Afrosurf: the forgotten history of surfing in Africa recovered in a new book

Fábio Afonso Fernandes, also known as Fafa, surfing a dreamy point break right on São Tomé in an image from Afrosurf PIC: Greg Ewing / courtesy Mami Wata

While the rich surfing traditions of the Hawaiian Islands have never been in doubt, and although it is difficult to argue that surfing in its current form has not developed as stated above, there are has always had this nagging thought: With all these perfect waves crashing in warm waters around the world for thousands of years, what are the chances that people from other cultures have also tried to ride the waves for s ‘have fun?

As long-suffering readers of this column will know, a few years ago Last Words did a little first-hand research into the claim that the Moche people of northern Peru had the idea of ​​good surfing. earlier than the Hawaiians, with archaeological evidence suggesting they used reed surf boats called “caballitos de totora” as early as AD 200. Thanks to a closing sale at the Eyemouth Maritime Museum, I was able to get my hands on an inexpensive basement caballito and try it out in small waves off the East Lothian coast. Bottom line: The ancient Peruvians definitely developed a true wave-surfing vehicle, but they probably couldn’t do much with their giant straw missiles other than hang on and head straight for the beach.

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It turns out that Peruvians were not the only ones to develop a form of waveriding before 1778. Thanks to a new book called Afrosurf, a project initiated by Selema Masekela and the team of the African surf brand Mami Wata and presented By University of California history professor Kevin Dawson, the African chapter in surfing history is finally told. Africa, writes Dawson in his introduction, has “a 1,000-year-old surfing tradition,” the sport was “developed independently from Senegal to Angola,” boards three to five feet long were ridden. “lying, sitting, kneeling, or standing” and the first known account of surfing on the continent was written in the 1640s in what is now Ghana.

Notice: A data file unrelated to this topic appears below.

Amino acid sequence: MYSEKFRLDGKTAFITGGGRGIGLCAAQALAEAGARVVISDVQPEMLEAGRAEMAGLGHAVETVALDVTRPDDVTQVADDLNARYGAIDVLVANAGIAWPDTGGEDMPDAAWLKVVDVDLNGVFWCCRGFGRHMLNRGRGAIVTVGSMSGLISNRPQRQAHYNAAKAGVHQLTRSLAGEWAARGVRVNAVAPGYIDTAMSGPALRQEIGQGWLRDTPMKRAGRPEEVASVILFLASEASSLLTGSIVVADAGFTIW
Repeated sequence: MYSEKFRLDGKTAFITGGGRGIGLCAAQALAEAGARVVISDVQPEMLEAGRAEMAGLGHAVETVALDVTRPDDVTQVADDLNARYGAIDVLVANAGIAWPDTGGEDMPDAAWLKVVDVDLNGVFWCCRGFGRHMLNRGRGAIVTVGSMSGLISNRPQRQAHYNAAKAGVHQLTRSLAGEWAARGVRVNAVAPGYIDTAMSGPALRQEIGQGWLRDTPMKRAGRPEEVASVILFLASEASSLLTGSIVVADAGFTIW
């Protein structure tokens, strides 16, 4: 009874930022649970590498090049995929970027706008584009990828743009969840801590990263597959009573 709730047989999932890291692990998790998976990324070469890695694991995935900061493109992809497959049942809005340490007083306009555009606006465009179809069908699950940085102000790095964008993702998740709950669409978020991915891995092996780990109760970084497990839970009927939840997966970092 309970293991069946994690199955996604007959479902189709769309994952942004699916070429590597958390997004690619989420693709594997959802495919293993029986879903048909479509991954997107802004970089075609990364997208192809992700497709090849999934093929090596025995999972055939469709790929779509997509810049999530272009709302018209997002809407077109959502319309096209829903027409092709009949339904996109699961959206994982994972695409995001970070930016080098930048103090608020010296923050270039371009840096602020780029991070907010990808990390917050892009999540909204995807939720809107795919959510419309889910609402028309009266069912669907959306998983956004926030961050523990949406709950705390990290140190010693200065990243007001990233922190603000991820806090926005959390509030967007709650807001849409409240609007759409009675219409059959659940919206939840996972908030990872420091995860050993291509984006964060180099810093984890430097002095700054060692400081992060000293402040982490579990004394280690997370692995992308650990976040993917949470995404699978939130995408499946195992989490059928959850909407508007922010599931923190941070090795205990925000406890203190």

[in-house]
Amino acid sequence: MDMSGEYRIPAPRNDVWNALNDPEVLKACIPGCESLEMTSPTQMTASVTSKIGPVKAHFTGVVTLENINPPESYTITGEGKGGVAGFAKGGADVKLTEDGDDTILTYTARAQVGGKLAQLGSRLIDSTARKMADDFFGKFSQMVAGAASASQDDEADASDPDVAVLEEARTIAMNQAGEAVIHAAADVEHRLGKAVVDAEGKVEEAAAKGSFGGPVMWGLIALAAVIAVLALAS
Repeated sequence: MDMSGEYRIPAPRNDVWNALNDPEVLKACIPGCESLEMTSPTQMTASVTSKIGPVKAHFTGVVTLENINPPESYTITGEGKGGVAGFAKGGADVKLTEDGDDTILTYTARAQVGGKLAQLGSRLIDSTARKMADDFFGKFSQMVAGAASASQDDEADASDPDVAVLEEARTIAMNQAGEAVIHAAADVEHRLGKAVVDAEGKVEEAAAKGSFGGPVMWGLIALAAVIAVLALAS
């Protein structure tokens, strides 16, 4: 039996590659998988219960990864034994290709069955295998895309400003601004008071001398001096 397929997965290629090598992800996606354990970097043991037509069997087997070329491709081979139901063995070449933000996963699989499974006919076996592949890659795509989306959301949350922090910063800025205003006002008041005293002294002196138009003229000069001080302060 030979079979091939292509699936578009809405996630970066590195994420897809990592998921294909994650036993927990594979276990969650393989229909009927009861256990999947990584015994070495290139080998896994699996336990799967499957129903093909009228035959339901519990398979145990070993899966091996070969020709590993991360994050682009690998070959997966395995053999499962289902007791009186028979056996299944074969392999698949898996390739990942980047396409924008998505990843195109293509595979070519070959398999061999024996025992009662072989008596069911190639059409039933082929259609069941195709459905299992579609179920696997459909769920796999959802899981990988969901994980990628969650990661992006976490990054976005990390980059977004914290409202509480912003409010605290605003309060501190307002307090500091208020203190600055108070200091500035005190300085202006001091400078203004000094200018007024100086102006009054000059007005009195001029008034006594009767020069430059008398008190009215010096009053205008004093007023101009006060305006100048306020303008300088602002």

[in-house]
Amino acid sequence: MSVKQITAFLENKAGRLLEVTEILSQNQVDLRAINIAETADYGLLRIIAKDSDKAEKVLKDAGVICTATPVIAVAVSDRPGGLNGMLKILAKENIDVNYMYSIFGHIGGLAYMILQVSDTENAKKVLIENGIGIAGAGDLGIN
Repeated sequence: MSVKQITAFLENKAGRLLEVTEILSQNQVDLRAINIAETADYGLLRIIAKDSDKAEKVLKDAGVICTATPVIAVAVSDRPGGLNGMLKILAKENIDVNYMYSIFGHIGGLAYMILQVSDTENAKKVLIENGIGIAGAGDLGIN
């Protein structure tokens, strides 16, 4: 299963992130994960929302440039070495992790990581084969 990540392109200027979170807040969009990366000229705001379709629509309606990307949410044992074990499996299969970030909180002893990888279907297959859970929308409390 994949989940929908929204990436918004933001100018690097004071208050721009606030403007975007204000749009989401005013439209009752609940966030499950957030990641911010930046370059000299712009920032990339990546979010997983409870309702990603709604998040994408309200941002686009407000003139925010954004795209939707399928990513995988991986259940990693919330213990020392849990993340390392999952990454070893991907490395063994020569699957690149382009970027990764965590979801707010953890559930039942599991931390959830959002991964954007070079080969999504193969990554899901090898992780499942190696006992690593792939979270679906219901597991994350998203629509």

According to Bruce Brown’s iconic 1966 surf film Endless Summer, when he, Robert August and Mike Hynson toured West Africa with their surfboards, they “introduced” surfing to the locals. However, as Dawson points out, this claim is somewhat exaggerated. “If viewers take their eyes off August and Hynson,” he writes, “they will see young Ga from the village of Labadi, near Accra, Ghana, riding traditional surfboards, which are being played. can still be found on some beaches. in the film, standing on American longboards illustrates their surfing tradition. “

And speaking of longboards, it turns out that the Africans of the old world sometimes also rode longboards, measuring around 12 feet long, and used them for paddling long distances. English anthropologist Robert Rattray (1881-1938) photographed paddleboards on Lake Bosumtwi, located about 100 miles inland from Cape Coast, Ghana, and explained that the Asante used these boats because that they thought the god Twi prohibited canoes on the lake. So Africans not only understood how to surf before Europeans, they also had their own SUP craze hundreds of years before us.

Oddly enough, it appears that African surfers also surfed off the east coast of what is now the continental United States long before the first white Americans ever rode the waves there. According to Dawson, “accounts indicate that in the 1700s enslaved Africans were surfing and canoeing from South Carolina to Brazil.” Having said that, maybe someone should make some changes to the Wikipedia page on surfing history. As it stands, he states that “surfing on the east coast of the United States began at Wrightsville Beach, North Carolina, in 1909, when Burke Haywood Bridgers and a colony of surfers introduced surfing to East cost “. It might also be worth revisiting the claim that Bridgers and his friends were responsible for some of the “early surfboard appearances in the Atlantic.” before the whites who came and did the same a few hundred years later in the neighboring state? old surfing tradition, we’re probably talking about a couple of fishermen on homemade boards somewhere off the coast of West Africa around the same time that Harold and William were preparing for the Battle of Hastings.

An insanely perfect Liberian lineup PIC: Arthur Bonbon / courtesy Mami Wata

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